by Frannie Lindsay
She isn't afraid to look
straight into the eyes of the kind oncologist
she's come to know,
and tell him it's started,
this morning she found she could
no longer read
her Bible, and just now
she forgot the word for chair. He asks her
to follow his finger
from east to west.
Now north. Now south. He asks her to touch
his nose then hers,
to keep this
going, now faster, and he begins to turn
from side to side,
upping the ante, playing
a kind of tag with his face, but soon
her finger runs out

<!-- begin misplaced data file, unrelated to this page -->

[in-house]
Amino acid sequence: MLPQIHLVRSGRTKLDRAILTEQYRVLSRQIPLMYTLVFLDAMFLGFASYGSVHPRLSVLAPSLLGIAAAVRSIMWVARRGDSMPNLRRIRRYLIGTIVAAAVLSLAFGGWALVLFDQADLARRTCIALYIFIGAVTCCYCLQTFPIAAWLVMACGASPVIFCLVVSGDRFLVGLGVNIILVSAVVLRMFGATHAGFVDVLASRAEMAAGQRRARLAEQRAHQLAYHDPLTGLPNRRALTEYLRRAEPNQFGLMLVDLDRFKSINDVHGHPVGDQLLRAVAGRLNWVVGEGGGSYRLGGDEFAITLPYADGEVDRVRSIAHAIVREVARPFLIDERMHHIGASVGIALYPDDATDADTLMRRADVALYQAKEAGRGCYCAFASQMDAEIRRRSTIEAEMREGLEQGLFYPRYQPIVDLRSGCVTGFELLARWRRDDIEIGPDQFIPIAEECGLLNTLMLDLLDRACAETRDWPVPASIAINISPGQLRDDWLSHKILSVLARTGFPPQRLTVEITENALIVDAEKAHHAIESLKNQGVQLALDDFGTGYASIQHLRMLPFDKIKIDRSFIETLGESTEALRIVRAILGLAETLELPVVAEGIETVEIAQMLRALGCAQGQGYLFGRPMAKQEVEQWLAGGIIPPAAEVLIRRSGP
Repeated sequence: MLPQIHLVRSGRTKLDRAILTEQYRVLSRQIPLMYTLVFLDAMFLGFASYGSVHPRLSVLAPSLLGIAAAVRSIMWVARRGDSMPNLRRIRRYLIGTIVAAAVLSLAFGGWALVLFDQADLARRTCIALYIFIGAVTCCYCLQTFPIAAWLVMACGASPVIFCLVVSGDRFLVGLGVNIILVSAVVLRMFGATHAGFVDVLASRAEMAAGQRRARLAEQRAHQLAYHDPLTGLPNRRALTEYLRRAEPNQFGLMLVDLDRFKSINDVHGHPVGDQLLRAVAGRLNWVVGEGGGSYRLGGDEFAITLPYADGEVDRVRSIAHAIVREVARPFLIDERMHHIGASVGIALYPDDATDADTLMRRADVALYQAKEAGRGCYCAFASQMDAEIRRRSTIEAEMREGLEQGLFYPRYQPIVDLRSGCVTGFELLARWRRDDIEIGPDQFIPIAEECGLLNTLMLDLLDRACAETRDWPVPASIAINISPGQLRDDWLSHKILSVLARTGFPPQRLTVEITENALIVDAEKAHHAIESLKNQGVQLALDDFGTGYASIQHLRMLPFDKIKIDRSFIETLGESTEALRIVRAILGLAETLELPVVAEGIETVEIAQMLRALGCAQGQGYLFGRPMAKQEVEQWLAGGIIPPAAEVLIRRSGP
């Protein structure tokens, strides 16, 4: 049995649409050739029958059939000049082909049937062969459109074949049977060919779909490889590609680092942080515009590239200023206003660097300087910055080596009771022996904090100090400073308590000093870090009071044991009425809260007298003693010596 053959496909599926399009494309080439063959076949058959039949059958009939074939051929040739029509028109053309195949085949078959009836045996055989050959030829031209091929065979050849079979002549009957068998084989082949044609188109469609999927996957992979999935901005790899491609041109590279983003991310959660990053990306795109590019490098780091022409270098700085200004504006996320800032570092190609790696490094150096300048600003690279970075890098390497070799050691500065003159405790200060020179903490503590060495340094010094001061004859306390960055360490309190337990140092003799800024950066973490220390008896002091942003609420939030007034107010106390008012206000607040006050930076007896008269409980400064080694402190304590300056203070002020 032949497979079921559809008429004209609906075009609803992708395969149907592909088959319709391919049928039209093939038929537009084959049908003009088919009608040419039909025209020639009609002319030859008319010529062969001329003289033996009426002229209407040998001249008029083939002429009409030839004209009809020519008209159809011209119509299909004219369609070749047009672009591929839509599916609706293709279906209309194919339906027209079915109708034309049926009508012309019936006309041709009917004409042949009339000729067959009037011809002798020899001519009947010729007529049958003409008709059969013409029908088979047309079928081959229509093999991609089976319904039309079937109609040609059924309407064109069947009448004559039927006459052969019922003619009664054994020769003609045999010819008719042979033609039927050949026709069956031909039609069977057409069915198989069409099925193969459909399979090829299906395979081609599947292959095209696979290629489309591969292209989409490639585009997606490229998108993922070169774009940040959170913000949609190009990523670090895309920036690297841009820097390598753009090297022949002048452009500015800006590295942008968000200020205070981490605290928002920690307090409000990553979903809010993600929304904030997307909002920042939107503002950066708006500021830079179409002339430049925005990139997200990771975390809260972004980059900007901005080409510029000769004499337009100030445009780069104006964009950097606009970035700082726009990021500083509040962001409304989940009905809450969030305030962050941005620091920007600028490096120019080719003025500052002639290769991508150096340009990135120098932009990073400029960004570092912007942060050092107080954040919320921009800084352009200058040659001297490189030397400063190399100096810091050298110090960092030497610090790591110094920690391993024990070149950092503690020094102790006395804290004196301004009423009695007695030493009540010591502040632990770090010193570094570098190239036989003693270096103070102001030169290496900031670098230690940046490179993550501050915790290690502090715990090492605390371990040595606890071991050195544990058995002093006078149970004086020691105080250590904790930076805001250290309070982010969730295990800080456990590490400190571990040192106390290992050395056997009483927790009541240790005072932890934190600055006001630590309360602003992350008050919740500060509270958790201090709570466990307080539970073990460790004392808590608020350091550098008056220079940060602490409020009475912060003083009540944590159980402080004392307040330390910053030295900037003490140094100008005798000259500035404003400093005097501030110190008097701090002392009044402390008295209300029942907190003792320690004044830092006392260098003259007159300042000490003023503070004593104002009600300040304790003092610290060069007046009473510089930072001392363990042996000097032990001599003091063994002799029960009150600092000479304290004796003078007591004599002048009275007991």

of steam, and drifts to the beard
of the one yellow iris left in the vase.
Very good, he says.
She repeats very good
and thanks him, while he scribbles those few
quick notes on my sister's last
Saturday morning awake.
Frannie Lindsay's two volumes of poetry are Lamb (Perugia, 2006), and Where She Always Was (Utah State University Press, 2004). She is the winner of the 2008 Missouri Review prize in poetry. This poem originally appeared in the Winter 2009 issue of the Bulletin.